Every picture tells a story - and the clothes are the least of it. In his work for `Vogue', `i-D', Helmut

Lang and Jigsaw, Juergen Teller has created a world of his own. Robin Muir introduces Teller's retrospective

BORN IN ERLANGEN, Germany, in 1964, Juergen Teller is in practice and in spirit a London photographer. It is now over a decade since he gave up his apprenticeship as a bowmaker (he developed an allergy to sawdust) and came here to learn English and escape National Service. He has shot fashion for Vogue, The Face and i-D and advertising campaigns in the verite style for fashion houses such as Jigsaw, Hugo Boss, Helmut Lang and Katharine Hamnett. He is also an incisive - and unusually brutal - portraitist for Vogue (though kinder for other magazines). He has been stills photographer for Jane Campion's Portrait of a Lady and a photographer for the music industry. Part of the photographic establishment - his work is held by, among others, the Victoria & Albert Museum - he is, whether he likes it or not, part of the fashion establishment too, photographed behind the scenes at the collections. Now he has his first major show in Britain, at the Photographers' Gallery in London, which includes for the first time much of his substantial body of uncommissioned personal work.

His fashion photographs, for which he is still best known, speak of style, gesture and an intimate communication with people. What they tell us very little about is fashion and glamour: "I am not," he has said, "interested in pieces of clothing." And this is his great success. His pictures linger far longer in the mind as dramas in miniature than fashion photography usually does, and they can be anything you want then to be: snapshots from an extended family album, mise-en-scene from a half-completed film, modern urban dramas, caught moments from his own fictive world. They can be poignant one minute, confrontational the next. Above all, they are distinctive for their very lack of "style". For anyone who is interested in the history of fashion photography, the show will have particular resonance. Teller's dislocated tableaux, most notably for Jigsaw, and British Vogue in collaboration with fashion editor Tiina Laakkonen, have their roots in a particular offshoot of the genre - the narrative sequence - which he has, if not single-handedly, then at least with singular dexterity, reclaimed for commercial photography.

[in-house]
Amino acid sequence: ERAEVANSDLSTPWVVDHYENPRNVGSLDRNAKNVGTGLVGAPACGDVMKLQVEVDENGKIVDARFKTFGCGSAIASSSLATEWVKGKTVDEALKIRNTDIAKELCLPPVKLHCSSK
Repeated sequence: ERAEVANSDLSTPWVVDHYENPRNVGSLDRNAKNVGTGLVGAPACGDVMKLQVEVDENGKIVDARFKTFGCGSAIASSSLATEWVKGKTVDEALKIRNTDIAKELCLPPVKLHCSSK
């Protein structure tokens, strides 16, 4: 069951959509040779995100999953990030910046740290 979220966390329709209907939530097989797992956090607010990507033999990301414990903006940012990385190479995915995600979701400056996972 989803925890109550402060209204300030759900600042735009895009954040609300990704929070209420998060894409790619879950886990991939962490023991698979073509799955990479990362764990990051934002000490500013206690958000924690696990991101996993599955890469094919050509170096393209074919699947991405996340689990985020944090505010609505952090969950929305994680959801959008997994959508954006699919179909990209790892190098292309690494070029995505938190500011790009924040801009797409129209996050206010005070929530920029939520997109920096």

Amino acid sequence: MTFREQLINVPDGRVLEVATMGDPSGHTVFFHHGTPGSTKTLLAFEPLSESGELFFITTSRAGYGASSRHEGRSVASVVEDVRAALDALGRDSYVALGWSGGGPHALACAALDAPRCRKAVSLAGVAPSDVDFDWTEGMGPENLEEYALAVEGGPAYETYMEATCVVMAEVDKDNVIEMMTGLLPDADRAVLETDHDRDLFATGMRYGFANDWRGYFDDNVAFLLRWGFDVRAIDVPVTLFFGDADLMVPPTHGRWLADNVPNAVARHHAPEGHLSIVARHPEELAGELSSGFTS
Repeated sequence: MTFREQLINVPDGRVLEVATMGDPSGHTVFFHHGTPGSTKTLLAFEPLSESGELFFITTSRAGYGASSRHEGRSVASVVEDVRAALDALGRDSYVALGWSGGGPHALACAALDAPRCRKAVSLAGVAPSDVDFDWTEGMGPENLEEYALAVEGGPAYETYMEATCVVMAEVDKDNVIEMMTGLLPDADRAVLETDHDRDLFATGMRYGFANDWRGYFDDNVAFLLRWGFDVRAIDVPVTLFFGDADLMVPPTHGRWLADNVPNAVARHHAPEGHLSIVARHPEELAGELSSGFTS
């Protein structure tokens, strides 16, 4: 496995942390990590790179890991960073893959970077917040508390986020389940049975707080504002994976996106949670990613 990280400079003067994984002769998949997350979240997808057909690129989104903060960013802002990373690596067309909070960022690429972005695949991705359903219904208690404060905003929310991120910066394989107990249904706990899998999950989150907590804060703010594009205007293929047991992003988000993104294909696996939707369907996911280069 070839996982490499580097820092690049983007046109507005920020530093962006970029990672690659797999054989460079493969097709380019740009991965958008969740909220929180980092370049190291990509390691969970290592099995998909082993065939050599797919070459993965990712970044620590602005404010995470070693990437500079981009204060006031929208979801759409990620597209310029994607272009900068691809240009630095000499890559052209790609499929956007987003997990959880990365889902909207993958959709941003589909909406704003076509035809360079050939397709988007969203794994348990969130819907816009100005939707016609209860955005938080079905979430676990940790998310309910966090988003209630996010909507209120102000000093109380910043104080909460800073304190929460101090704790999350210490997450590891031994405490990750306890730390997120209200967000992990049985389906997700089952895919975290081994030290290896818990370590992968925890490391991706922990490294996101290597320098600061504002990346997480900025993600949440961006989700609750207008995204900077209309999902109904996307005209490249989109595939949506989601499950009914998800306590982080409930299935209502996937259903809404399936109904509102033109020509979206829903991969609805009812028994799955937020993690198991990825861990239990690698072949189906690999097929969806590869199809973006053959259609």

Telling a story through pictures, in the context of fashion magazines, reached its apotheosis with the brilliant and wayward photographer Bob Richardson - whose pictures were condemned as "decadent, immoral and vulgar" by one Vogue editor (only the last epithet stung him). In 1967, Richardson accepted an assignment for French Vogue on condition that he could choose the model (Donna Mitchell) and the clothes, and that no one else would accompany them on location to the Greek islands. The result was a remarkable series of pictures, spread over 16 pages of the magazine; a masterpiece of the narrative approach to fashion photography. The mystery of just what that story was all about was the key to its success, because nothing really did happen or if it did, it happened out of the frame. Donna Mitchell, who maintained she was "drunk out of my fucking mind", was caught in moments of intimacy not seen before in fashion magazines: dancing alone in a taverna, crying on the beach, or just waiting for something to turn up. In the background you were sure something was happening, or was just about to or just had. These were mini-dramas disturbingly and beautifully rendered. Richardson withdrew from photography a few years later, burnt-out and with a reputation for being impossible. With him, for the most part, the filmic narrative sequence died too.

For Teller, like Richardson, fashion photography is a vehicle for expression which goes way beyond the selling of clothes. "It's more about giving the trust, authority and respect," he has said, "to people who know what I like, so that they can create something. In a way I may be editing as a photographer, but I leave everybody - even the model - to create the story out of what is already there ... I let them play a character and in the end that is what I photograph - a day in the life of that character. Everything has to be believable."